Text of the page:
Development of single-vector Tet-on inducible systems with high sensitivity to doxycycline

Mol Biotechnol. 2012 Jul;51(3):240-6. doi: 10.1007/s12033-011-9461-z.


Single-vector Tet-on systems were developed to enable the tight regulation of transgenes in mammalian cells with a low dosage of doxycycline. Both the regulatory and the responsive units were integrated in a single vector and separated by a short DNA segment (214 bp). In the developed single-vector Tet-on systems, a high level of expression of the transgene can be induced by doxycycline at a concentration of as low as 1 ng/ml, which is 500-1,000 times lower than that usually utilized in other Tet-on systems. The single-vector Tet-on system developed here exhibited 3.5-10.8 times greater inducibility of the transgene in response to doxycycline than did a dual-vector system from a commercial source. Further studies indicate that the basal activity of Tet-on systems depends greatly on the strength of the promoter that controls the transactivator. The basal activity of Tet-on systems was high when the transactivator that was directed by the human cytomegalovirus promoter, and it was almost undetectable when the transactivator was placed under the control of a moderate strength mouse mammary tumor virus promoter. Moreover, the introduction of selectable markers allows the developed single-vector Tet-on systems to facilitate the generation of conditional transgenic cells and animals with high inducibility, low basal activity and detrimental effects of the long-term administration of doxycycline.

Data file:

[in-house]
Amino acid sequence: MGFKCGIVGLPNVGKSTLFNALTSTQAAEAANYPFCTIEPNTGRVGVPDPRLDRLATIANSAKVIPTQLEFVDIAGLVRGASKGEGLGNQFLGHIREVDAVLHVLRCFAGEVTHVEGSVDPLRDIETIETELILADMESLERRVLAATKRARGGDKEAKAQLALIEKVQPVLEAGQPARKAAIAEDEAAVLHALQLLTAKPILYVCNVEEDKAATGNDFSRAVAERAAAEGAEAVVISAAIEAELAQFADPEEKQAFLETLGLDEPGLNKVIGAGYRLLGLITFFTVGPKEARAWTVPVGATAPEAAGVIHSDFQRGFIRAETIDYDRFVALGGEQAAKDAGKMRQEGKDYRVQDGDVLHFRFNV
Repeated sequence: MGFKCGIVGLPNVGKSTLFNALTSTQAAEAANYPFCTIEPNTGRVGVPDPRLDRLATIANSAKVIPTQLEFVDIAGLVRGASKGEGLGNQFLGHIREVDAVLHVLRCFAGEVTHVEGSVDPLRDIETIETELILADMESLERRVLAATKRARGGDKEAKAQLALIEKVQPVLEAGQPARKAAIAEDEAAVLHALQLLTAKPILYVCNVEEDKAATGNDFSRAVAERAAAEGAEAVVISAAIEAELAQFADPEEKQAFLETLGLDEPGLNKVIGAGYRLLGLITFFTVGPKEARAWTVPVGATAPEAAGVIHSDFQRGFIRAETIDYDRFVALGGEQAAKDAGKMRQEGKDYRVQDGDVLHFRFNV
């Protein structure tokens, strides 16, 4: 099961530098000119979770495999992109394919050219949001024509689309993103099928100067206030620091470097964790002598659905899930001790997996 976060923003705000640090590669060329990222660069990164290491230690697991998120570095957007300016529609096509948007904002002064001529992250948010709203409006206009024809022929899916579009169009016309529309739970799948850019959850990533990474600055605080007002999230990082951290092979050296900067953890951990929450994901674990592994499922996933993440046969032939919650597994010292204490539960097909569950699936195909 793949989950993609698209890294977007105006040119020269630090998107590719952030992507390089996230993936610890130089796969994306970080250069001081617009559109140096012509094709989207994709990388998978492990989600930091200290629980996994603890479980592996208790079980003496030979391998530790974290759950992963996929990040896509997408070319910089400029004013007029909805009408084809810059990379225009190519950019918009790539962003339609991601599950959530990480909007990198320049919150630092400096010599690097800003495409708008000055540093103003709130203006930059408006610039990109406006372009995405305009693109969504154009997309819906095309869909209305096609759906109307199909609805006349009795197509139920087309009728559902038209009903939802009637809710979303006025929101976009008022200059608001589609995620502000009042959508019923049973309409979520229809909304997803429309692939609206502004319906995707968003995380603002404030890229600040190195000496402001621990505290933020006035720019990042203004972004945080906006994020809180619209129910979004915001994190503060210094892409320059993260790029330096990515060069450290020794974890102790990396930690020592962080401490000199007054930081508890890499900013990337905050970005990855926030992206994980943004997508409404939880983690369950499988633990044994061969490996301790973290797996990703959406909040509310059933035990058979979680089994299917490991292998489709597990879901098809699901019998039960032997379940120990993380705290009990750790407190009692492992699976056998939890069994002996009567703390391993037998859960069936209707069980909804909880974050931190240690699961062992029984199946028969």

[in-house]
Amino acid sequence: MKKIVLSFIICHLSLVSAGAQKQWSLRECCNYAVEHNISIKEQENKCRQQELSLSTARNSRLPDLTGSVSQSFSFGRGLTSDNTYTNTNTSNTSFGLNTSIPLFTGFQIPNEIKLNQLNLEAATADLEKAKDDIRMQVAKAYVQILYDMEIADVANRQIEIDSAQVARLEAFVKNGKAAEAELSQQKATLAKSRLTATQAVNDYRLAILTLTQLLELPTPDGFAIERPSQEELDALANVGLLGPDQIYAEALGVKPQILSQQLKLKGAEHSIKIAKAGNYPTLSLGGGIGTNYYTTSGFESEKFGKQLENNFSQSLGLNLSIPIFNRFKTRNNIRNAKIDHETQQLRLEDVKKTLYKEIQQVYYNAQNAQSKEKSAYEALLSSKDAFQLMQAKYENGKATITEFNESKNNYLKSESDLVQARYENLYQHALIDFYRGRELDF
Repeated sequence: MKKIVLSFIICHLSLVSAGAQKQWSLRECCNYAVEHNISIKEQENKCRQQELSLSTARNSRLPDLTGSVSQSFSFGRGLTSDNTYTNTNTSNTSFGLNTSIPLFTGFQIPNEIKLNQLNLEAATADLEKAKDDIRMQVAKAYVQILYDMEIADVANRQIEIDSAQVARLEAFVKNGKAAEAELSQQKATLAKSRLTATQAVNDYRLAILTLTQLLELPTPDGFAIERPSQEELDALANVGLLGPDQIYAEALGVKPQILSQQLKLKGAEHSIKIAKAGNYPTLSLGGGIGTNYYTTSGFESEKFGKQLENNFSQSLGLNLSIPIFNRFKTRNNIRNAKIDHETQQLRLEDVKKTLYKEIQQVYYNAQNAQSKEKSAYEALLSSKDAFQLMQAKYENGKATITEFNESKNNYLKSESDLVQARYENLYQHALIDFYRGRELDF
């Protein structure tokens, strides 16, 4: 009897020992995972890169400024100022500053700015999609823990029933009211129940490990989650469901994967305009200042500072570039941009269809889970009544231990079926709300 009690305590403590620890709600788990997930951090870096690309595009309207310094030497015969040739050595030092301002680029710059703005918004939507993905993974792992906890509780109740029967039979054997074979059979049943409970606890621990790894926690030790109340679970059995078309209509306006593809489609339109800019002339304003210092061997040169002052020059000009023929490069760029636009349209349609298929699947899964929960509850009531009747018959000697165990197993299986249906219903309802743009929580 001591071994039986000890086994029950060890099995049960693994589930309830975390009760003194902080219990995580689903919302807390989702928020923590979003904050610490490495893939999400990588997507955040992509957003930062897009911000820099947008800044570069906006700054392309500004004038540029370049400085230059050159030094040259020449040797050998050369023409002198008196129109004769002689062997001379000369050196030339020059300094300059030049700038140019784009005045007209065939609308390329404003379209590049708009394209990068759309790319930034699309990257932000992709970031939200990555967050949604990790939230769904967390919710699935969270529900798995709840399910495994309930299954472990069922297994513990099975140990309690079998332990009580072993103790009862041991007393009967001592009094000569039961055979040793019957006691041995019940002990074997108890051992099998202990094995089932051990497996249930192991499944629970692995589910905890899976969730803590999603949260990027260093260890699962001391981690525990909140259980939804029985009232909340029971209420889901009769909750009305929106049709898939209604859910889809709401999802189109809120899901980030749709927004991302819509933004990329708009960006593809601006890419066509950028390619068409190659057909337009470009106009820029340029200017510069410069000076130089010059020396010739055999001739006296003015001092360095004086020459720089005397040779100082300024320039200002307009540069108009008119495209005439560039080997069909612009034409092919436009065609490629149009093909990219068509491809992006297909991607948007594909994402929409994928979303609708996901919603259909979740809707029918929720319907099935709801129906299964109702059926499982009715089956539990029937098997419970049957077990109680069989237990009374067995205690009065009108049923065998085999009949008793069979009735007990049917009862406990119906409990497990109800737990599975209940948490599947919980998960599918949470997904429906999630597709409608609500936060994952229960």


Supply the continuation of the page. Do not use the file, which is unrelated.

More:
Publication types

  • Research Support, Non-U.S. Gov't

MeSH terms

  • Anti-Bacterial Agents / pharmacology*
  • Cell Line, Tumor
  • Cytomegalovirus / genetics
  • Doxycycline / pharmacology*
  • Genetic Vectors / genetics*
  • HEK293 Cells
  • Humans
  • Mammary Tumor Virus, Mouse / genetics
  • Promoter Regions, Genetic / drug effects
  • Response Elements / drug effects
  • Tetracycline / pharmacology*
  • Trans-Activators / genetics
  • Transfection
  • Transgenes*


  • Anti-Bacterial Agents
  • Trans-Activators
  • Tetracycline
  • Doxycycline